French said the state wanted to provide flexibility rather than mandate a universal reopening policy.

“This is an unfortunate situation that our districts have to navigate, these are very challenging times to be a school district leader and a superintendent,” French said. “But part of the idea of sort of putting this out in the hands of the locals on some of these decisions was to precisely give parents the opportunity to weigh in, something we couldn't really do well from a state perspective. So I think it's critical that districts involve parents in these decisions.”

The state has given districts the option to fully re-open, open with a blend of remote learning and in-person classes, or operate with remote learning only.

- John Dillon

Boots Wardinski seeks Progressive nomination for governor

Progressive candidate for Governor Boots Wardinski says he'd address the COVID-19 pandemic by implementing a single-payer health care system in the state.

“We'd have to have socialized medicine, free health care for everyone, that would be funded through, not fee-for-service, or insurance companies' premiums and policies, but through a single payer, through the state,” Wardinski said.

Wardinski, who's run in nearly every election cycle since 1990, but never won, is running against another perennial candidate, Cris Ericson. But the Progressive Party has endorsed Lieutenant Governor David Zuckerman, who's running as a Democrat. The Progressives are encouraging their voters to write in Zuckerman's name on the party's primary ballot.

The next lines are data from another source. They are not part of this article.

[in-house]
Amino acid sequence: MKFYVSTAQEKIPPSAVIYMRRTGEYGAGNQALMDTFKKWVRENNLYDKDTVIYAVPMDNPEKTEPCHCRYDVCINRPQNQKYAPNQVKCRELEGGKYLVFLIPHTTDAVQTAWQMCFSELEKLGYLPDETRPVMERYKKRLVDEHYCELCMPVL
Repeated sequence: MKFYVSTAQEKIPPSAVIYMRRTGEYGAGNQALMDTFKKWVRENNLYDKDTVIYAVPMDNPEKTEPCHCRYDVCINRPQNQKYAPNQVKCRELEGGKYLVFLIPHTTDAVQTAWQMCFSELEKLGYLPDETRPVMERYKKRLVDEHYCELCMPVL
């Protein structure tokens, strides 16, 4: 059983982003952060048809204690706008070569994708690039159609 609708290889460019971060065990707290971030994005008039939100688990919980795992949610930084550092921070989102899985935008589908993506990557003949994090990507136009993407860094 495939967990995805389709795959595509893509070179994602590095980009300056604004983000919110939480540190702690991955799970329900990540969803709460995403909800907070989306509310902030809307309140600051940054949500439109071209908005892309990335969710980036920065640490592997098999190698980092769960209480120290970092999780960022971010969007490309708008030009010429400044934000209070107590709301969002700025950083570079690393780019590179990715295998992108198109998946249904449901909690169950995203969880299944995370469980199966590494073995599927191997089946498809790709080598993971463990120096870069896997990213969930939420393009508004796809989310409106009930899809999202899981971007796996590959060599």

Read the full story.

- Henry Epp

City of Burlington expects update on the status of CityPlace soon

The city of Burlington expects to provide an update to the public about the status of the stalled downtown mall project and potential litigation against the developers.

At the end of July, Burlington officials learned Brookfield Properties, the developers of City Place, was looking to pull out of the project. The city sent a letter accusing Brookfield of failing to follow through on promises to move the project forward – and threatened to sue.

Mayor Miro Weinberger said since the city sent the default letter quote “nothing has fundamentally changed.”

“We have no new proposal at this point from Brookfield … there are a variety of communications that are going on and I’ll have a full update on them on Monday but there has been no material change in the situation,” Weinberger said.

The redevelopment of the mall has been plagued by delays since demolition began in 2017, leaving a hole in the heart of Burlington's downtown for more than two years.

- Liam Elder-Connors

147 Vermont inmates test positive for COVID-19 in Mississippi